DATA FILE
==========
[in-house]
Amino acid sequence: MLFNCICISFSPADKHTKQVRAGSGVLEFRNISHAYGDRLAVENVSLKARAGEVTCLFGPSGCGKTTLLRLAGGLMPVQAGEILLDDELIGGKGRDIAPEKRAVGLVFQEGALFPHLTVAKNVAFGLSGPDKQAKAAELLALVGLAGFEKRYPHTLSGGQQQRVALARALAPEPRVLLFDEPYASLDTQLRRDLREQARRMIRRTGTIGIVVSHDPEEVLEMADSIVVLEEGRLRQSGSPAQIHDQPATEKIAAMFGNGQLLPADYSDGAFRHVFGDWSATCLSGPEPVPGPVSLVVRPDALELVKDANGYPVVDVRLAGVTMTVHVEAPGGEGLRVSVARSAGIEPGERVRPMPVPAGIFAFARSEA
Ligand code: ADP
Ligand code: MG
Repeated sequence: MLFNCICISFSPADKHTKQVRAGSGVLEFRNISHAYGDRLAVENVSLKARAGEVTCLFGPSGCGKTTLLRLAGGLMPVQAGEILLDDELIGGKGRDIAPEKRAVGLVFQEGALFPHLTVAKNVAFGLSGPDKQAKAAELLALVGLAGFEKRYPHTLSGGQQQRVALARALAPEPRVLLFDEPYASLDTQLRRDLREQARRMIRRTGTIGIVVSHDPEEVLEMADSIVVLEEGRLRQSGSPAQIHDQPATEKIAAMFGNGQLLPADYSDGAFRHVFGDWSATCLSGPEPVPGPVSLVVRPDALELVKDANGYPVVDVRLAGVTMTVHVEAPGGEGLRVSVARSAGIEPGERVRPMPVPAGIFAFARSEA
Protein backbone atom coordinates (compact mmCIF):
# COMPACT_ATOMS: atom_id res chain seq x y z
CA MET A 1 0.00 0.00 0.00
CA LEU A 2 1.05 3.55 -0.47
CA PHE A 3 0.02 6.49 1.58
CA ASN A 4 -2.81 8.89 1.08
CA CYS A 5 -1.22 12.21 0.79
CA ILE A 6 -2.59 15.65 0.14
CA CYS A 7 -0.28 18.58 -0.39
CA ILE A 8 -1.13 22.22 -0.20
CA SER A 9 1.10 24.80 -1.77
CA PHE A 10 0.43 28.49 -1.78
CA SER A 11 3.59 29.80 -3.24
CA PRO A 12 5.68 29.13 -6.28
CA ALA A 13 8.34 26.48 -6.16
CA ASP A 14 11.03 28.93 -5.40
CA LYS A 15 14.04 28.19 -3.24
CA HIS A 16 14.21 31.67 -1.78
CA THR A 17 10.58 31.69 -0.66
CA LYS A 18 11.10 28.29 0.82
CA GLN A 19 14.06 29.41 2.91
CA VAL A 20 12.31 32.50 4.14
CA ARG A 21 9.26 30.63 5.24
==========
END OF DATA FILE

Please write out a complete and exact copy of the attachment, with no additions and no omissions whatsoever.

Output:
[in-house]
Amino acid sequence: MLFNCICISFSPADKHTKQVRAGSGVLEFRNISHAYGDRLAVENVSLKARAGEVTCLFGPSGCGKTTLLRLAGGLMPVQAGEILLDDELIGGKGRDIAPEKRAVGLVFQEGALFPHLTVAKNVAFGLSGPDKQAKAAELLALVGLAGFEKRYPHTLSGGQQQRVALARALAPEPRVLLFDEPYASLDTQLRRDLREQARRMIRRTGTIGIVVSHDPEEVLEMADSIVVLEEGRLRQSGSPAQIHDQPATEKIAAMFGNGQLLPADYSDGAFRHVFGDWSATCLSGPEPVPGPVSLVVRPDALELVKDANGYPVVDVRLAGVTMTVHVEAPGGEGLRVSVARSAGIEPGERVRPMPVPAGIFAFARSEA
Ligand code: ADP
Ligand code: MG
Repeated sequence: MLFNCICISFSPADKHTKQVRAGSGVLEFRNISHAYGDRLAVENVSLKARAGEVTCLFGPSGCGKTTLLRLAGGLMPVQAGEILLDDELIGGKGRDIAPEKRAVGLVFQEGALFPHLTVAKNVAFGLSGPDKQAKAAELLALVGLAGFEKRYPHTLSGGQQQRVALARALAPEPRVLLFDEPYASLDTQLRRDLREQARRMIRRTGTIGIVVSHDPEEVLEMADSIVVLEEGRLRQSGSPAQIHDQPATEKIAAMFGNGQLLPADYSDGAFRHVFGDWSATCLSGPEPVPGPVSLVVRPDALELVKDANGYPVVDVRLAGVTMTVHVEAPGGEGLRVSVARSAGIEPGERVRPMPVPAGIFAFARSEA
Protein backbone atom coordinates (compact mmCIF):
# COMPACT_ATOMS: atom_id res chain seq x y z
CA MET A 1 0.00 0.00 0.00
CA LEU A 2 1.05 3.55 -0.47
CA PHE A 3 0.02 6.49 1.58
CA ASN A 4 -2.81 8.89 1.08
CA CYS A 5 -1.22 12.21 0.79
CA ILE A 6 -2.59 15.65 0.14
CA CYS A 7 -0.28 18.58 -0.39
CA ILE A 8 -1.13 22.22 -0.20
CA SER A 9 1.10 24.80 -1.77
CA PHE A 10 0.43 28.49 -1.78
CA SER A 11 3.59 29.80 -3.24
CA PRO A 12 5.68 29.13 -6.28
CA ALA A 13 8.34 26.48 -6.16
CA ASP A 14 11.03 28.93 -5.40
CA LYS A 15 14.04 28.19 -3.24
CA HIS A 16 14.21 31.67 -1.78
CA THR A 17 10.58 31.69 -0.66
CA LYS A 18 11.10 28.29 0.82
CA GLN A 19 14.06 29.41 2.91
CA VAL A 20 12.31 32.50 4.14
CA ARG A 21 9.26 30.63 5.24